Saturday, July 28, 2012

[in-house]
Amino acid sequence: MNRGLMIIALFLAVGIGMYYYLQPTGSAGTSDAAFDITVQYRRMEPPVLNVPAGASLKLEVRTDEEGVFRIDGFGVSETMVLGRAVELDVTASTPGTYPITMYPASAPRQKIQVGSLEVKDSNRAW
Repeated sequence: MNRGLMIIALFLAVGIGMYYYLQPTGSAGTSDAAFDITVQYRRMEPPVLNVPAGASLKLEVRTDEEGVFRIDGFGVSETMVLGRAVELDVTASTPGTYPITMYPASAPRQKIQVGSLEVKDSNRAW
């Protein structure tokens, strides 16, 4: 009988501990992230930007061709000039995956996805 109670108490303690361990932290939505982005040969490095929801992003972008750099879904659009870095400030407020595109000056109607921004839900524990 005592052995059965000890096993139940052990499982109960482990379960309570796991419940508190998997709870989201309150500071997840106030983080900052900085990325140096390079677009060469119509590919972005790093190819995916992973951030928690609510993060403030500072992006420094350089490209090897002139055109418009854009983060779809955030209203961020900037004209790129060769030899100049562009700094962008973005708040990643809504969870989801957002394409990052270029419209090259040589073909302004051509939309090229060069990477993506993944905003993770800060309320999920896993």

As part of the MHIRT research team here in Pallisa, we have been able to gain a deeper insight on traditional medicine in this region. Talking to the people in the local communities we have discovered the unspoken rule to keep the use of traditional medicine secret. Some people on the other completely deny the existance of herbalists and witchdoctors which left us wondering whether this knowledge was just being kept away from us because we are “mzungus”. Regardless of their reasons, we had an amazing opportunity this week to witness a traditional healer perform one of her many procedures on a patient. The patient was a little girl who had been suffering from seizures. Doctors from the local hospital had tried to treat her but their efforts had been in vain. As a last resort the doctors referred her to this traditional healer when she was “almost dying”, as the traditional healer put it. The little girl's clothes were removed and the traditional healer took a razor, making small cuts on the girls scalp, arms, back, legs, neck and chest. Once the cuts were made the traditional healer took a grey powder and rubbed it into the cuts. When we asked her what the grey powder was she said that it was a special bird she had gotten from northern Uganda that had been burned and ground. The little girl seemed unaffected and calm. The traditional healer proceeded to tell us that the girl was much better than she had been when she was first brought. This experience was very eye opening, one of the many we have experienced here in Pallisa, Uganda.